by Grant Morrison, art by various
reprinted as THE INVISIBLES, volumes 1-7
reviewed by Dustin Harbin
Okay, listen. My love for Grant Morrison is well-documented. I've lost count of how many of you I've pushed his books on, or how many times I've said how great All-Star Superman is, or pretty much anything he's done with Frank Quitely is super, etc., blah-blah. I'm on record, okay?
But before Grant Morrison did all this mainstream stuff, he was most famous for his highly eccentric stories in Doom Patrol, Animal Man, and--most notably--The Invisibles. I read the first issue of The Invisibles when it came out way WAY back in the mid-90's, when I was just a lowly customer: I hated it. I hated it so much, in fact, that I came back to the store and complained to the person who'd sold it to me. I hated it so much that it killed me for Vertigo stuff for years--it wasn't until former employee/current friend Darin Caudle forced me to read the series years later that it started to grow on me. By the time the series wrapped up a couple of years later, I was a Grant Morrison fan for life.
The Invisibles is easily the most complex, bizarre, mind-blowing, self-referential comic book you'll ever read. Anything more complex would just be pure computer code. Now, I'll say up front that this is not the best of Grant Morrison's stuff: but that's what's great about Grant Morrison. He keeps getting better. When he's focuses that weird beam mind of his, he's untouchable: WE3, All-Star Superman, etc., are far more gracefully realized. However, The Invisibles is an all-out assault on the senses. I've read it maybe three times all the way through, and I STILL am never sure that I know exactly what is going on. Each time you read it you notice more and more layers and levels to things--things are forever happening out of sequence, referring back to things that happened in the first or second issues; there's time travel backwards and forwards all through the thing--it's a lot to swallow. On the other hand, The Invisibles still stands as one of the most innovative pieces of periodical comic fiction ever. These read just as well month-to-month as they do as collections, with a constant ebb-and-flow of action, clever twists and cliffhangers, and a level of violence that would make The Punisher blush.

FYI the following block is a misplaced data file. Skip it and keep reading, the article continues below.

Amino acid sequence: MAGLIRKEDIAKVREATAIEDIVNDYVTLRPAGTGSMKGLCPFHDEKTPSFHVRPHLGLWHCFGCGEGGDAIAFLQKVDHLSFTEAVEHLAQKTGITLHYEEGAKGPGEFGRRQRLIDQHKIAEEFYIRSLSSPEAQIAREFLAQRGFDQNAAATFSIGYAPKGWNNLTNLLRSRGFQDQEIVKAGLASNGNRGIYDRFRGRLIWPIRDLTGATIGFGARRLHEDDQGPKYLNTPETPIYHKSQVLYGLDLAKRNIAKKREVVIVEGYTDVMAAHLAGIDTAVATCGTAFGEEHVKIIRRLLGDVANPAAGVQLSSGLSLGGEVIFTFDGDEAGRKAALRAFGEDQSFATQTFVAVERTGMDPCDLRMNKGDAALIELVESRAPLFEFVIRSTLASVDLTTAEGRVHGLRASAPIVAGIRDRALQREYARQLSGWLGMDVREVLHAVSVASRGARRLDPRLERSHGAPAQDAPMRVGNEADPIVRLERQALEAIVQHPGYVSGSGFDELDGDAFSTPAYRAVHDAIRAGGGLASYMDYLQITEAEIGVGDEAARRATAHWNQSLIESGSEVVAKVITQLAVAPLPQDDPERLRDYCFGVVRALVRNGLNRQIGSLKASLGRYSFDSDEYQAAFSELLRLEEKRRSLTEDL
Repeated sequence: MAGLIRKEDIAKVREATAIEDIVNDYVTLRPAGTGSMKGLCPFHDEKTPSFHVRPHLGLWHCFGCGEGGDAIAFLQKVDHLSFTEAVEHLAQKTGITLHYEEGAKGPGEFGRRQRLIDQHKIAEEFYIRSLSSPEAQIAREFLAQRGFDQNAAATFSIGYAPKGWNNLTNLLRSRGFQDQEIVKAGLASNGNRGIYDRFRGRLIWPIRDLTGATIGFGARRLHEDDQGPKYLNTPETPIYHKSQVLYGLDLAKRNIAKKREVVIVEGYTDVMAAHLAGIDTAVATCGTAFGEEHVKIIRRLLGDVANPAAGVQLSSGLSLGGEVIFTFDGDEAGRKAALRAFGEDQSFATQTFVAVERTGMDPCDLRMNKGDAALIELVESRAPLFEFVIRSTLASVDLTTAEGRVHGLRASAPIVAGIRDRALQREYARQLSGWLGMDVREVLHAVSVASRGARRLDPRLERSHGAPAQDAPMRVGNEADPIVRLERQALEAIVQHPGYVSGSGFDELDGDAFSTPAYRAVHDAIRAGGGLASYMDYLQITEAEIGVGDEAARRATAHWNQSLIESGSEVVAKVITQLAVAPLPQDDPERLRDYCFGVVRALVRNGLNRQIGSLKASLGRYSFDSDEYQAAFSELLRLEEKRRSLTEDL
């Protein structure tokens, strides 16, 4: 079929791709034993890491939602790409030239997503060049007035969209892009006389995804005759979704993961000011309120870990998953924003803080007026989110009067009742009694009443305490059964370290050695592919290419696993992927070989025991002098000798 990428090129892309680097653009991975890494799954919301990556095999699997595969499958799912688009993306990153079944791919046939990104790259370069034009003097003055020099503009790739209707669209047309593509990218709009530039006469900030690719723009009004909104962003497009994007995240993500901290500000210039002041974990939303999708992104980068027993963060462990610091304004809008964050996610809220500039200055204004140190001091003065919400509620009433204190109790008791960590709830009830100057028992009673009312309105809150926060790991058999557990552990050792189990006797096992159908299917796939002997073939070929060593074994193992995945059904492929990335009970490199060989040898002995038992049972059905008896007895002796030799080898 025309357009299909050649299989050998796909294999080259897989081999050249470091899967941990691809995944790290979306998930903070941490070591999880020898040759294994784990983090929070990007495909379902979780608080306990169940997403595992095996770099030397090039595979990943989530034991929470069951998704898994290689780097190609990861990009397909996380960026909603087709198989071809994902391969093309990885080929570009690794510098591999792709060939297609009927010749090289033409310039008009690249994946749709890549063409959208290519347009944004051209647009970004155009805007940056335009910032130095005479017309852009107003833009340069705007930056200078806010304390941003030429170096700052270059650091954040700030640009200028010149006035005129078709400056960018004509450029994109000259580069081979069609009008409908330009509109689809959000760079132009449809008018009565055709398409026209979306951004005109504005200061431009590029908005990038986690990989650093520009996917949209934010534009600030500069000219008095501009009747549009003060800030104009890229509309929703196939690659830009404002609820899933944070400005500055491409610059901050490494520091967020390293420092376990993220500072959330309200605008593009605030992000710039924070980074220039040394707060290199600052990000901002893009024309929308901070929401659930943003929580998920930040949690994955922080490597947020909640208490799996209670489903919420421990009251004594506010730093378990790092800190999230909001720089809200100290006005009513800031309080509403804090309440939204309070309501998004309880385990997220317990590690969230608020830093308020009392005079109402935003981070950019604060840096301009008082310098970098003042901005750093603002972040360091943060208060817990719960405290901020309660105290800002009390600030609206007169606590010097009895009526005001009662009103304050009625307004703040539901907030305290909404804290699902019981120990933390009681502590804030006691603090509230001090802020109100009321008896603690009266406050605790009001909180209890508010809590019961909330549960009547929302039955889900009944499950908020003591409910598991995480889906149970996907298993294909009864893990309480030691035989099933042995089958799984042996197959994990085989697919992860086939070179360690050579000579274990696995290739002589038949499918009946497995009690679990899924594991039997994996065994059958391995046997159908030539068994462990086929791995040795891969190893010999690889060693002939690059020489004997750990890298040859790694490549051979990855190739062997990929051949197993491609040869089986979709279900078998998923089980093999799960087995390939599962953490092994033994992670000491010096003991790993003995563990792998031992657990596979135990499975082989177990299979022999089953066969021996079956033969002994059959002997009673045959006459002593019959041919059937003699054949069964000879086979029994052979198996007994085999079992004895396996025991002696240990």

The other thing that would make the Punisher blush--I assume it would, I've never met him--is the cast. The Invisibles is a sort of sex-drugs-rock'n'roll anarchist paramilitary outfit: trying to explain further is just a waste of my time and yours. Suffice it to say that its members include a transvestite Brazilian witch doctor, a time-traveling schizophrenic hottie, and a zen-master bald kung fu dude who looks suspiciously like Grant Morrison himself--and those are just main characters. Together they struggle with--sort of--a strange millenia old menace that calls to mind the horrors of H.P. Lovecraft, the Illuminatus! trilogy, and ever conspiracy theory you've ever heard, except for that crummy Mel Gibson movie.
The problem with The Invisibles is that it takes a while to get going. I'll admit: the first trade is pretty boring. Not many people can introduce such an incredibly complex story and group of characters, while simultaneously running through a sequence of hallucinations and head trips, and bring it off successfully in one book. Unfortunately, I'm not sure Mr Morrison does here. Plus the art is boring, boring, boring, throughout most of the first volume. The art really doesn't get great until Phil Jimenez joins up near the end of Volume One (out of three: I'm referring to the three volumes it was originally published as, rather than the seven trades that reprint those three volumes. Make sense?). Then it's amazing.
But, often-ugly art aside, by the middle of the second trade ("Apocalipstick"), the story gets going and becomes downright fascinating. Here's my suggestion. Buy the first two trades, go home, and do your best to get through the first one. It's not awful or anything, just a little much to swallow. Finish that one, then start the second one as soon as you can. One of my favorite single issues of any comic is #12 ("Best Man Fall"): if you finish that issue and STILL haven't started to enjoy it, then you probably won't ever. You can quit at that point. Take care of those trades while you read them, and if you make a good case, maybe we'll let you swap them for something with less death and nudity in it. Oh yeah: parents, this title is NOT for young readers.
And there you go.